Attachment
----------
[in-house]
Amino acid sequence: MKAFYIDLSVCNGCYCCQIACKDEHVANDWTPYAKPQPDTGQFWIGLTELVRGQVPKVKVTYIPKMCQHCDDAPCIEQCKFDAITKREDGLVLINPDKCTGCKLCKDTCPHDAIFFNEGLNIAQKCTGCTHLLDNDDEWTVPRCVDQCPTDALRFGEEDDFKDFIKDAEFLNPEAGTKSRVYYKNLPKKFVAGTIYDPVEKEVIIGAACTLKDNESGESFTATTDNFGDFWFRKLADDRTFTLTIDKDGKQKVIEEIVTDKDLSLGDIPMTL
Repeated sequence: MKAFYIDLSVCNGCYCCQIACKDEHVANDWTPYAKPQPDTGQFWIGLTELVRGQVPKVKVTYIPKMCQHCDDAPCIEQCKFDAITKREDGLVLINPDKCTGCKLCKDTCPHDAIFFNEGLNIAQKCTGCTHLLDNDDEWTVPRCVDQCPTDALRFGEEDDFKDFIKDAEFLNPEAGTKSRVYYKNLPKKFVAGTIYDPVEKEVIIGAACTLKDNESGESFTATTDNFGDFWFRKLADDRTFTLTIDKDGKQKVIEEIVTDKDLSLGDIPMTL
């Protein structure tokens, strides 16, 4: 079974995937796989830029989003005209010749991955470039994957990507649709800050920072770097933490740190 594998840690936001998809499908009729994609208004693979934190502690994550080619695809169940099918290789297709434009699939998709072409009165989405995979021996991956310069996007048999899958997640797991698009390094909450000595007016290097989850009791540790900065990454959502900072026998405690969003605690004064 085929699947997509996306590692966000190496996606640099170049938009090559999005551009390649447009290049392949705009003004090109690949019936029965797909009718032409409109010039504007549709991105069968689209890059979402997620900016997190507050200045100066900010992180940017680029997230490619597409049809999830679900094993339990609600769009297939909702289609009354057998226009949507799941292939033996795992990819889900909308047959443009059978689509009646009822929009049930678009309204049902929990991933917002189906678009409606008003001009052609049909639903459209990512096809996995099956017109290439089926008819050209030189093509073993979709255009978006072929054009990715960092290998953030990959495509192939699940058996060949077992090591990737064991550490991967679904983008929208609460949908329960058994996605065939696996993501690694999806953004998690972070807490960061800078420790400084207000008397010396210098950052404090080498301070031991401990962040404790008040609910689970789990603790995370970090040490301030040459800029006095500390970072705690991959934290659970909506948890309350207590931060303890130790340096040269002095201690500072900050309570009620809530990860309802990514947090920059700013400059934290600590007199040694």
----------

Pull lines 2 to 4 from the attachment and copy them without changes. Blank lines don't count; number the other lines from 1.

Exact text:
Amino acid sequence: MKAFYIDLSVCNGCYCCQIACKDEHVANDWTPYAKPQPDTGQFWIGLTELVRGQVPKVKVTYIPKMCQHCDDAPCIEQCKFDAITKREDGLVLINPDKCTGCKLCKDTCPHDAIFFNEGLNIAQKCTGCTHLLDNDDEWTVPRCVDQCPTDALRFGEEDDFKDFIKDAEFLNPEAGTKSRVYYKNLPKKFVAGTIYDPVEKEVIIGAACTLKDNESGESFTATTDNFGDFWFRKLADDRTFTLTIDKDGKQKVIEEIVTDKDLSLGDIPMTL
Repeated sequence: MKAFYIDLSVCNGCYCCQIACKDEHVANDWTPYAKPQPDTGQFWIGLTELVRGQVPKVKVTYIPKMCQHCDDAPCIEQCKFDAITKREDGLVLINPDKCTGCKLCKDTCPHDAIFFNEGLNIAQKCTGCTHLLDNDDEWTVPRCVDQCPTDALRFGEEDDFKDFIKDAEFLNPEAGTKSRVYYKNLPKKFVAGTIYDPVEKEVIIGAACTLKDNESGESFTATTDNFGDFWFRKLADDRTFTLTIDKDGKQKVIEEIVTDKDLSLGDIPMTL
């Protein structure tokens, strides 16, 4: 079974995937796989830029989003005209010749991955470039994957990507649709800050920072770097933490740190 594998840690936001998809499908009729994609208004693979934190502690994550080619695809169940099918290789297709434009699939998709072409009165989405995979021996991956310069996007048999899958997640797991698009390094909450000595007016290097989850009791540790900065990454959502900072026998405690969003605690004064 085929699947997509996306590692966000190496996606640099170049938009090559999005551009390649447009290049392949705009003004090109690949019936029965797909009718032409409109010039504007549709991105069968689209890059979402997620900016997190507050200045100066900010992180940017680029997230490619597409049809999830679900094993339990609600769009297939909702289609009354057998226009949507799941292939033996795992990819889900909308047959443009059978689509009646009822929009049930678009309204049902929990991933917002189906678009409606008003001009052609049909639903459209990512096809996995099956017109290439089926008819050209030189093509073993979709255009978006072929054009990715960092290998953030990959495509192939699940058996060949077992090591990737064991550490991967679904983008929208609460949908329960058994996605065939696996993501690694999806953004998690972070807490960061800078420790400084207000008397010396210098950052404090080498301070031991401990962040404790008040609910689970789990603790995370970090040490301030040459800029006095500390970072705690991959934290659970909506948890309350207590931060303890130790340096040269002095201690500072900050309570009620809530990860309802990514947090920059700013400059934290600590007199040694």